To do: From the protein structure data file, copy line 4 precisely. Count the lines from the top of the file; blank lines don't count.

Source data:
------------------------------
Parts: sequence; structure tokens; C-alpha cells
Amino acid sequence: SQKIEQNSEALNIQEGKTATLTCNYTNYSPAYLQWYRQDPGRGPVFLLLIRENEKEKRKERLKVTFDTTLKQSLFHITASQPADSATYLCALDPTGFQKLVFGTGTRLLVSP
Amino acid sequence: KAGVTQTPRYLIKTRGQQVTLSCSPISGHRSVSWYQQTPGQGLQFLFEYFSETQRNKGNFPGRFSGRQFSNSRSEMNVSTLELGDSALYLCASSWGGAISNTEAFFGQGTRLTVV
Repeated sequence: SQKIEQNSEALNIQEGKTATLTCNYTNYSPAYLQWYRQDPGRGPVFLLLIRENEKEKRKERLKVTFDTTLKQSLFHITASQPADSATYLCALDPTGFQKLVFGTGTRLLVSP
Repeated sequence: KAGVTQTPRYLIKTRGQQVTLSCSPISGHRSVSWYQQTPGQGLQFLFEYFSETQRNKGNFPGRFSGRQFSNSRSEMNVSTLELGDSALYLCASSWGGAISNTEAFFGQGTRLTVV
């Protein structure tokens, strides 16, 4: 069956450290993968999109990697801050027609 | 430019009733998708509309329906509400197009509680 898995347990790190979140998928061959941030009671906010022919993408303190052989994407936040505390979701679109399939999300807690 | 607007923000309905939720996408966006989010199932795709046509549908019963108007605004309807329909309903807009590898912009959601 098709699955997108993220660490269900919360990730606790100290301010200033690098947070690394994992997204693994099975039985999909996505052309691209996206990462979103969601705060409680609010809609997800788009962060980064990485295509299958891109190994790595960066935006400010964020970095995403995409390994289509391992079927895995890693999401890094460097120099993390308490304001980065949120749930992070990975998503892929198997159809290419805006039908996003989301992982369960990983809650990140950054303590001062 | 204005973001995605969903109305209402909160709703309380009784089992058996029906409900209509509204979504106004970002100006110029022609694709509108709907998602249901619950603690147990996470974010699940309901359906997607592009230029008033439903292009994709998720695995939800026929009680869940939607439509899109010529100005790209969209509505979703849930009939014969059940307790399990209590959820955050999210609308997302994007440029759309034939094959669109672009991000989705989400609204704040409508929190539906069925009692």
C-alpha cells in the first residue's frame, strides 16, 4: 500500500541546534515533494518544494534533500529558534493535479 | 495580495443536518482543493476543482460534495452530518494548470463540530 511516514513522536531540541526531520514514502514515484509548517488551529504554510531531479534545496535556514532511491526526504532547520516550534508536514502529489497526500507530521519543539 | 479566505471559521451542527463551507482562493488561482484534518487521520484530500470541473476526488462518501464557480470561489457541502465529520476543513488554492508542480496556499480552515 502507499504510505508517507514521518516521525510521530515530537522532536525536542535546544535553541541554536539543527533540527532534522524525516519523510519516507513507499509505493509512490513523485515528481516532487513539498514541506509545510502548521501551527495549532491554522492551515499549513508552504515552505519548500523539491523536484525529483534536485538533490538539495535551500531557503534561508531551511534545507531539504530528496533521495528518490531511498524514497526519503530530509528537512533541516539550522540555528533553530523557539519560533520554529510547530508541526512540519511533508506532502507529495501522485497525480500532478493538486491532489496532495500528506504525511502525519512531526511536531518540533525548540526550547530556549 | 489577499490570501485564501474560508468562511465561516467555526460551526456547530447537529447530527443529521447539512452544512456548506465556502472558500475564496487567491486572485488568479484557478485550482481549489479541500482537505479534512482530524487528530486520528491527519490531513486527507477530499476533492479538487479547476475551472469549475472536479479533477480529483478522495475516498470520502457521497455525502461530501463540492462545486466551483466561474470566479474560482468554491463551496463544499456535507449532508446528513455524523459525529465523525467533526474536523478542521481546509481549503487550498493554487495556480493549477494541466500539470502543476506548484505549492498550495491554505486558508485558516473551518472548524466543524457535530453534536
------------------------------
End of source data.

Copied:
Repeated sequence: SQKIEQNSEALNIQEGKTATLTCNYTNYSPAYLQWYRQDPGRGPVFLLLIRENEKEKRKERLKVTFDTTLKQSLFHITASQPADSATYLCALDPTGFQKLVFGTGTRLLVSP